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Plans unveiled for three coastal path stretches along South Coast

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Two people walking along a path on the South Coast

Today (Thursday 20 June), plans to open three sections of the England Coast Path across the South Coast have been published by Natural England. There has been regional print and broadcast coverage including in Cornwall Live and on BBC Radio Cornwall.

The proposals include an 87-mile stretch of coast between Newquay and Penzance and a 77-mile route between St Mawes and Cremyll. Proposals have also been drawn to open up a 28.5-mile stretch of coast between Gosport and Portsmouth.

If approved, the Gosport to Portsmouth proposals will link up existing sections of the England Coast Path, to create a continuous signposted walking route around Portsmouth Harbour for the first time.

The Newquay to Penzance stretch passes through the popular tourist destinations of Newquay, Hayle and St Ives, also taking in Land’s End and the iconic mining coast of West Penwith.

Meanwhile, the St Mawes to Cremyll route will go through historic coastal communities including Portscatho, Portloe, Mevagissey, Charlestown, Fowey, Polperro and Looe.

There is now a period of eight weeks for the public to have their say on the proposals.

These routes will become part of the England Coast Path – the 2700 mile long distance walking route and England’s newest National Trail currently being developed around the entire English coast by Natural England.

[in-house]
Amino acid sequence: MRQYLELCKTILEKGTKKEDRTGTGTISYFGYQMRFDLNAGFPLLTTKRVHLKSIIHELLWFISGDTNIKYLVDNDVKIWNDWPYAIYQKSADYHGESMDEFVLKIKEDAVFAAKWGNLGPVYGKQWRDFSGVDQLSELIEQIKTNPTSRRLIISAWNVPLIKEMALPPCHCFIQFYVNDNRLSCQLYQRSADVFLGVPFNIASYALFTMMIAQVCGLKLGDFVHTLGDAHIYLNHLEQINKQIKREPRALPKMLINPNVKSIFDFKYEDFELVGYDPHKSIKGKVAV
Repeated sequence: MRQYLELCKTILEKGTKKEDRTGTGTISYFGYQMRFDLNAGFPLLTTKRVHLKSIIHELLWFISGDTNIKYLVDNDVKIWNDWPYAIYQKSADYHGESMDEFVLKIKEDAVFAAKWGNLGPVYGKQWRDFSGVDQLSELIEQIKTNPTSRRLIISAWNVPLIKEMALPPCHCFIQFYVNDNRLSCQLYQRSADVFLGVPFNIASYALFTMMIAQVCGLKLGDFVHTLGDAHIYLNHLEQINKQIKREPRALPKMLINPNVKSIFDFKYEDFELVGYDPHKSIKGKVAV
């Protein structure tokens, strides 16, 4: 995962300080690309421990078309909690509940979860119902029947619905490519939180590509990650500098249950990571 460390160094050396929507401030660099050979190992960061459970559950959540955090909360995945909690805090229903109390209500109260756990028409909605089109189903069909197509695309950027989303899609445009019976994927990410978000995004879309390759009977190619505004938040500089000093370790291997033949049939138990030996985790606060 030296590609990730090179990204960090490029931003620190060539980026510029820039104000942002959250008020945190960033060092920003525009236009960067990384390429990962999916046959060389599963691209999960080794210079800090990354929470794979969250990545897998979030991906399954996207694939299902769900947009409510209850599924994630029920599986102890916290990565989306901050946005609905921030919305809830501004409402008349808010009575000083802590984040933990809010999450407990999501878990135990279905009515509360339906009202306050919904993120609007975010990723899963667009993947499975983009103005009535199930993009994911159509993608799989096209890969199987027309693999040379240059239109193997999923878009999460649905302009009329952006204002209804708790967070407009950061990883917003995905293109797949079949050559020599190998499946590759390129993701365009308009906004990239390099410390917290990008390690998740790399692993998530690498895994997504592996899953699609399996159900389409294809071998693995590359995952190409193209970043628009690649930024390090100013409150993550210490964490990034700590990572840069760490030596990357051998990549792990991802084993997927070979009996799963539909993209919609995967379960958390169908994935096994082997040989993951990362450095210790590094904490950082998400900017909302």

Andrew Smith, Natural England’s Area Manager for Hampshire said:

“We have had discussions with many landowners and key organisations along the proposed Gosport to Portsmouth route; their input has been essential and helped shape the proposals - we thank everyone for their time and input so far.

“Over the next eight weeks, we are inviting all organisations, farmers, local residents, visitors and businesses to have their say. It’s important that all responses are taken into account and we look forward to hearing people’s views.”

Wesley Smyth, Natural England’s Area Manager for Cornwall said:

“Over the last two years we have been working closely with landowners and access groups to shape these draft proposals and wish to thank everyone for their time and input. Building on the success of the existing South West Coast Path the proposals will improve access to some of the most iconic coastal landscapes in Cornwall, providing a community asset of truly international significance.

“We would encourage anyone within an interest in the coast path to take the opportunity to respond to our proposals and look forward to hearing people’s views.”

All representations must be received by Natural England no later than midnight on Thursday 15 August. Copies of the reports can be viewed in local libraries and council offices. The full reports and all the forms and guidance on how to make a representation or objection within the next eight weeks are also available on the GOV.UK website.

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  1. Comment by Jacqueline Wall posted on

    Who is paying for all this? Land owners? Tax payers?

  2. Comment by Jacqueline Wall posted on

    Who is paying for all this?